Wednesday, December 30, 2009

Federal Reserve System Monthly Reports on Credit and Liquidity Programs and the Balance Sheet Dec 9, 2009

FOMC statement releaes Dec 16, 2009

The Committee will maintain the target range for the federal funds rate at 0 to 1/4 percent and continues to anticipate that economic conditions, including low rates of resource utilization, subdued inflation trends, and stable inflation expectations, are likely to warrant exceptionally low levels of the federal funds rate for an extended period. To provide support to mortgage lending and housing markets and to improve overall conditions in private credit markets, the Federal Reserve is in the process of purchasing $1.25 trillion of agency mortgage-backed securities and about $175 billion of agency debt. In order to promote a smooth transition in markets, the Committee is gradually slowing the pace of these purchases, and it anticipates that these transactions will be executed by the end of the first quarter of 2010. The Committee will continue to evaluate the timing and overall amounts of its purchases of securities in light of the evolving economic outlook and conditions in financial markets...

Guha: Fed narrows policy tools...

With markets normalising and growth returning, the bank confirmed its intention to shut down emergency liquidity schemes in early 2010 and taper off asset purchases by March 31 as part of a long rolling exit from unconventional policy.

Consistent with this, the Fed also dropped another line from prior statements that said it was "monitoring the size and composition of its balance sheet and will make adjustments to its credit and liquidity programmes as warranted".

This appeared to signal that the Fed is reluctant to introduce any new unorthodox schemes and wants to de-emphasise the quantitative easing ("size") and credit easing ("composition") aspects of the balance sheet expansion used to fight the crisis...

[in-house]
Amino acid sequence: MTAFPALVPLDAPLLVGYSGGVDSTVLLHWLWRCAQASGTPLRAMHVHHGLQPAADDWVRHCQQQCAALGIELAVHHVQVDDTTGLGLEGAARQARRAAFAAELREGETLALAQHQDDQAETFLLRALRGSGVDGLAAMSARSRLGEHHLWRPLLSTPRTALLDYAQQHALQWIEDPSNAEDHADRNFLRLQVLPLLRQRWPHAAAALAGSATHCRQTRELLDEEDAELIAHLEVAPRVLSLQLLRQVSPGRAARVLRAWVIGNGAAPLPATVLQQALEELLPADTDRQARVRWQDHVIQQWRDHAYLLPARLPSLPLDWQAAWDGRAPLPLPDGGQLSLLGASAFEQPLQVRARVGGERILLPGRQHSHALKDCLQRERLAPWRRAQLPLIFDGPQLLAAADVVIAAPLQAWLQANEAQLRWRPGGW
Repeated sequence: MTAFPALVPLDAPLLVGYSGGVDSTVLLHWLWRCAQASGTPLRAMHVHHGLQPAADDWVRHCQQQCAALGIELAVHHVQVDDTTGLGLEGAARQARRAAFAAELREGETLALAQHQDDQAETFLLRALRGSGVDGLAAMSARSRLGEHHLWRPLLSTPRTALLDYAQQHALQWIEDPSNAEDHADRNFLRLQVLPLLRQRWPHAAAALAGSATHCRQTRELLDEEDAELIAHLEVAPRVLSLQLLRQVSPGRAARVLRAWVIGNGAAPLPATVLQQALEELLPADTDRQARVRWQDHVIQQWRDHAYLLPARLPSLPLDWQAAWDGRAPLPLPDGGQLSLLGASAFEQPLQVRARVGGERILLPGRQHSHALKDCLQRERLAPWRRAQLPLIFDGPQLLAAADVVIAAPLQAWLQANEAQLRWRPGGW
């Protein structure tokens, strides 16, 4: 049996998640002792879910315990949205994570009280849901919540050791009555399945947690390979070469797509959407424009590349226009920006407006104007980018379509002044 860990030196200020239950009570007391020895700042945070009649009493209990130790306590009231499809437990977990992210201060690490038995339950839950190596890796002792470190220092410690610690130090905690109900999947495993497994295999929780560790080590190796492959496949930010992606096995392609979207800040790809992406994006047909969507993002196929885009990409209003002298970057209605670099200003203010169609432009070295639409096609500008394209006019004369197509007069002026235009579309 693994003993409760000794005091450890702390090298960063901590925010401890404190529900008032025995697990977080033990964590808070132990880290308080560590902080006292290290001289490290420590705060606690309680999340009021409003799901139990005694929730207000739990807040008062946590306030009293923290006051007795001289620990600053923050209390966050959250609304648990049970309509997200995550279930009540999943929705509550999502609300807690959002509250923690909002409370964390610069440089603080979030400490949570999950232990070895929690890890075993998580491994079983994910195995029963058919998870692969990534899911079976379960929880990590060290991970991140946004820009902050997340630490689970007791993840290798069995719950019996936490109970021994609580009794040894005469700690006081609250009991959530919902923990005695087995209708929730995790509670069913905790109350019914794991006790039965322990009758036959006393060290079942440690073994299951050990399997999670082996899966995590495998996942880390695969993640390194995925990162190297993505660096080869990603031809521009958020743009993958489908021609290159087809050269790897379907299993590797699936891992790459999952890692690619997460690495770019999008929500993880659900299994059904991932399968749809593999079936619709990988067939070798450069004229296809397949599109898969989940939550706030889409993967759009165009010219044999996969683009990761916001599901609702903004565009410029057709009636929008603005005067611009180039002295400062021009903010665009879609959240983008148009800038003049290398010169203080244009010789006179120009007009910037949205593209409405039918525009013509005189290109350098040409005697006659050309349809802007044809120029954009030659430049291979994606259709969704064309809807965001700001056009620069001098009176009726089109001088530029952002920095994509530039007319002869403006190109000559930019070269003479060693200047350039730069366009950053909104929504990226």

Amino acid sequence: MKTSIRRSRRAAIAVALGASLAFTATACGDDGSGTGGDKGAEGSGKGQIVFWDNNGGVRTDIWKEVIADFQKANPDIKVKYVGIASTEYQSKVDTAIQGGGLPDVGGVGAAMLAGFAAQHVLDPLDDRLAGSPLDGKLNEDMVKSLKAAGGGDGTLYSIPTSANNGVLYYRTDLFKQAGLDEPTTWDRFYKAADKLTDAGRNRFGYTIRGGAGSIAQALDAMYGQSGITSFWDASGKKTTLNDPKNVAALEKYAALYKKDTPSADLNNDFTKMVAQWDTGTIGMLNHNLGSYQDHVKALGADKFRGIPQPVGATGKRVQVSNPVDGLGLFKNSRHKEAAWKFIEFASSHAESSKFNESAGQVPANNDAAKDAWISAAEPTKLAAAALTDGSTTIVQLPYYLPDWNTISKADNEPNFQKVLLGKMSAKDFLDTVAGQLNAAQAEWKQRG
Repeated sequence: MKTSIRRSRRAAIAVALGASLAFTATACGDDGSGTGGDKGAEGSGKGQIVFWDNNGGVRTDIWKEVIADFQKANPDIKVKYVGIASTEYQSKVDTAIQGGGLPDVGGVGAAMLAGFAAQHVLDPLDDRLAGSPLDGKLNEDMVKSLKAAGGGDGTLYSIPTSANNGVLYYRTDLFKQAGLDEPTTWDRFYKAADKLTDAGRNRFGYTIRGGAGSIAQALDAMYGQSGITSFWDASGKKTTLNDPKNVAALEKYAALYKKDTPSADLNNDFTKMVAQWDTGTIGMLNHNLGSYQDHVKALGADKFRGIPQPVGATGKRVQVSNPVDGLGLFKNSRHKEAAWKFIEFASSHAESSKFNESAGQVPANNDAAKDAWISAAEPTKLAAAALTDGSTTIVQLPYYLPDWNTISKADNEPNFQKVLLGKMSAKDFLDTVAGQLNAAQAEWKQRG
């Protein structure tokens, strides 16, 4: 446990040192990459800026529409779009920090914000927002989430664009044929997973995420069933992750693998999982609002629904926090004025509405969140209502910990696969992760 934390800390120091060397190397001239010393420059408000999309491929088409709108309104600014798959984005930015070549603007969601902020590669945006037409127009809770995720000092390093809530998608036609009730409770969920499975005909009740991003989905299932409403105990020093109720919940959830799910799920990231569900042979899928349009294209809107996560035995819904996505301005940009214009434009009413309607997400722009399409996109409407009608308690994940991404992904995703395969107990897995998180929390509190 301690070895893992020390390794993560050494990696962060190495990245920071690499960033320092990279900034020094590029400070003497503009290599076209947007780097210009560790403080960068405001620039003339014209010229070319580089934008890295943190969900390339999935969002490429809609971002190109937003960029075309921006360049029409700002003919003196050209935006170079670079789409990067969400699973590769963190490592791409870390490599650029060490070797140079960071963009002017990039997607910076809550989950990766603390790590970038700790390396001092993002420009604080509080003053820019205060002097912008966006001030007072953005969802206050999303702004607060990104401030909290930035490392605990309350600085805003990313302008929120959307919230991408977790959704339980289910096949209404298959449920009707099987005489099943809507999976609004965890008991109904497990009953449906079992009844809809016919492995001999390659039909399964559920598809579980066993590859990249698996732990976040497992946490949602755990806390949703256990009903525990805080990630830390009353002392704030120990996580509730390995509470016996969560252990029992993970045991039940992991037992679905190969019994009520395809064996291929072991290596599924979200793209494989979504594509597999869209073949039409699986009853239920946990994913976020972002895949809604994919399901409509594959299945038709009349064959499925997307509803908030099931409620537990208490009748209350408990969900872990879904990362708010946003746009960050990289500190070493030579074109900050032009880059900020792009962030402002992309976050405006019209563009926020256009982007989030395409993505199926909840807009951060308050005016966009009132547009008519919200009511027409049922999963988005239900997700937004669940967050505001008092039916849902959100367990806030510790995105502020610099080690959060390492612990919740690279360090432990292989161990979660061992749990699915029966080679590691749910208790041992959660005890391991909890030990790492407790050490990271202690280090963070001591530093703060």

Sender: Distressed debt on the wane...

Oakley: Sovereign debt burden

Wednesday, December 23, 2009

Steep yield curve graphs

Mackenzie: steep yield curve

After the Fed reiterated on Wednesday that it would keep its overnight rate low for an extended period, the gap between two and 10-year Treasury yields briefly rose to 276 basis points.

That eclipsed the previous record of 274bp set in August 2003 and the 268bp in July 1992. Steep yield curves in 1992 and 2003 were long-term "buy" signals for equity investors.

"In both of those periods the yield curve accurately signalled future economic expansion and, coincidentally, a great time to buy US equities," said Nicholas Colas, chief market strategist at BNYConvergEx.

This time, however, Mr Colas thinks the outcome may be different, as weak banks, high (and rising) structural unemployment and the moribund housing market "act as natural limiters on how fast this power plant will move the US economy".

Hoyos, Blas: Opec, Iriaq oil surge

The auction promises to bring Iraq's oil production from 2.5m barrels a day to as much as 12m barrels a day within a decade, an increase equal to Saudi Arabia's current output. A significant portion of the oil will arrive far sooner, analysts say...

Tett: CDS market reform

This year the CDS spreads on sovereign debt have swung sharply, as investors have turned to these products to hedge themselves against the danger of a government default (or quasi default). In the case of Greece, for example, the spread is currently around 240 basis points, compared with 5bp three years ago....